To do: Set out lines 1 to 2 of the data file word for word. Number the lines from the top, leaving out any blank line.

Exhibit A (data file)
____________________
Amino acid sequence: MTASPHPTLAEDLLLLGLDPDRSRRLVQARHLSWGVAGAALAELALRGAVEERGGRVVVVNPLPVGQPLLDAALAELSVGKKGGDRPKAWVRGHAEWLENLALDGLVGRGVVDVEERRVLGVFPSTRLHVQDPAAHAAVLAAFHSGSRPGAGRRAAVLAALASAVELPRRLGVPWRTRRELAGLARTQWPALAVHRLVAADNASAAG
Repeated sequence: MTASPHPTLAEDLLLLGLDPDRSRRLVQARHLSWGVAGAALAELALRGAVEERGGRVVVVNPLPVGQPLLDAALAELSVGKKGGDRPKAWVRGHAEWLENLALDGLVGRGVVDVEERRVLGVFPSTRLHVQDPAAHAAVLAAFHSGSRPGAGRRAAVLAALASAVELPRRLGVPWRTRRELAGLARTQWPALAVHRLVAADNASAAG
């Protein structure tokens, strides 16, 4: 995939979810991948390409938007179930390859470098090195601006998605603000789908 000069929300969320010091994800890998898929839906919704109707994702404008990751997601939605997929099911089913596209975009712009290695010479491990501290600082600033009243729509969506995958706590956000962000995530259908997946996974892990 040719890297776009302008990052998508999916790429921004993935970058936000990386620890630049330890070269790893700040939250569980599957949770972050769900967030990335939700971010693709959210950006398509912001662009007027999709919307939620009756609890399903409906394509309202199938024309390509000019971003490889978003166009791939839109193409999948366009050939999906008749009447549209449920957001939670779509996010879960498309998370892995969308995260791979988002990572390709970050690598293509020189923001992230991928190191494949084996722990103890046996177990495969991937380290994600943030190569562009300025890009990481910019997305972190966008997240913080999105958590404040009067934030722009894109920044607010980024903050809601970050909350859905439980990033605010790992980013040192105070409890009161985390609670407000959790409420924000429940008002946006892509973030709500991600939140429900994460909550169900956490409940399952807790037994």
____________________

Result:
Amino acid sequence: MTASPHPTLAEDLLLLGLDPDRSRRLVQARHLSWGVAGAALAELALRGAVEERGGRVVVVNPLPVGQPLLDAALAELSVGKKGGDRPKAWVRGHAEWLENLALDGLVGRGVVDVEERRVLGVFPSTRLHVQDPAAHAAVLAAFHSGSRPGAGRRAAVLAALASAVELPRRLGVPWRTRRELAGLARTQWPALAVHRLVAADNASAAG
Repeated sequence: MTASPHPTLAEDLLLLGLDPDRSRRLVQARHLSWGVAGAALAELALRGAVEERGGRVVVVNPLPVGQPLLDAALAELSVGKKGGDRPKAWVRGHAEWLENLALDGLVGRGVVDVEERRVLGVFPSTRLHVQDPAAHAAVLAAFHSGSRPGAGRRAAVLAALASAVELPRRLGVPWRTRRELAGLARTQWPALAVHRLVAADNASAAG